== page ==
From the outset, the Obama administration has believed in the importance of pursuing a "comprehensive" settlement -- meaning a peace treaty that includes not just the Palestinians but, in addition, all the Arab states, especially Syria. As the administration has failed to make any headway in Israeli-Palestinian negotiations, the Syrian track has grown in importance. Consequently, Washington has chosen to treat Syria not as an adversary deserving containment but rather as a partner in the negotiations deserving of engagement. In fact, the Obama administration sees the peace process as an instrument for wooing Syria away from Iran. At the very least, Washington believes that by bringing Damascus to the negotiating table, it can give the Syrians an incentive to tamp down Arab-Israeli violence. But such a strategy fails to acknowledge that the Syrians understand the thinking in Washington all too well -- they recognize the United States' fervent desire for negotiations and see in it an opportunity to bargain. Damascus seeks to trade participation in diplomatic processes, which costs it nothing, for tangible benefits from Washington, including a relaxation of U.S. hostility. In short, the Syrians believe that they can have it both ways... And why would they think otherwise? After all, nobody held them responsible for similar double-dealing in Iraq, where they were accomplices to the murder of Americans.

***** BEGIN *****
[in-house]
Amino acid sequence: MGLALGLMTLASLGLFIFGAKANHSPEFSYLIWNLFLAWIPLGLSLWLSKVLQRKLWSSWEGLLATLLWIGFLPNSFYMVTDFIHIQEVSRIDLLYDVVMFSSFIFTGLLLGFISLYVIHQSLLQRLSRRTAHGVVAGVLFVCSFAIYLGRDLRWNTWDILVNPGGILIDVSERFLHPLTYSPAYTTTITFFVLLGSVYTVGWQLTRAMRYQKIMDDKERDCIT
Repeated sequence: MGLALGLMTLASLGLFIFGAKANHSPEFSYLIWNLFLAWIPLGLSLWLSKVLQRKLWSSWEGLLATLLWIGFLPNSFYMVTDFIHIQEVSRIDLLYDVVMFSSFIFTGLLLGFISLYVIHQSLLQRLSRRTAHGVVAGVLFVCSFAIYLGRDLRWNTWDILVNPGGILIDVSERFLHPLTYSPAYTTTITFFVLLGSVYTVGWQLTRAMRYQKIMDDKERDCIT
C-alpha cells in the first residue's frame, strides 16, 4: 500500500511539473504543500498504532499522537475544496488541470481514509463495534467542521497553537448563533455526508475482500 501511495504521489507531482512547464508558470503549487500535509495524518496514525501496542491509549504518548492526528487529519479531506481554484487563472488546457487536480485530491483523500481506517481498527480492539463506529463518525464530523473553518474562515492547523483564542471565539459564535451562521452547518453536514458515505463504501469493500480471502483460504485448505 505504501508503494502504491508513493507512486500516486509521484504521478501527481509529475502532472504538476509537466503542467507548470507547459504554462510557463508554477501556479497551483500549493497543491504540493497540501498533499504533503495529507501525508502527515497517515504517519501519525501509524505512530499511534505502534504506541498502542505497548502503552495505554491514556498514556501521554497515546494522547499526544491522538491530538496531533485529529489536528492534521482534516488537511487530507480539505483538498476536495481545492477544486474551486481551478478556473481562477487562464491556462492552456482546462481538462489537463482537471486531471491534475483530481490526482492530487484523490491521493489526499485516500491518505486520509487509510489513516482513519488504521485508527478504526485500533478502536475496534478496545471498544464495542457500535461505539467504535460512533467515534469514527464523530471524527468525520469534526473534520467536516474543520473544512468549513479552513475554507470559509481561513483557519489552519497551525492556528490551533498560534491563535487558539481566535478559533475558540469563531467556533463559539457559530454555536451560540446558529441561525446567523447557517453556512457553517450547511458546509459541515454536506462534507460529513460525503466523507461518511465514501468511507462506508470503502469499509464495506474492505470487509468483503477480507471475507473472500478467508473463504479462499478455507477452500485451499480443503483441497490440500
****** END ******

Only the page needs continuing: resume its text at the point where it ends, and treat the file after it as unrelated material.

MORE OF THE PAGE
In other words, the Obama White House’s Syria policy is not pragmatic and cautious. Rather, it is adventurist and ideological. The administration is sheltering Damascus in order to salvage its own bankrupt Middle East policy. If he loses Assad, Obama is lost in the region and the administration will be forced, obviously against its will, to recalibrate. The question is, how much will U.S. interests suffer in the meantime?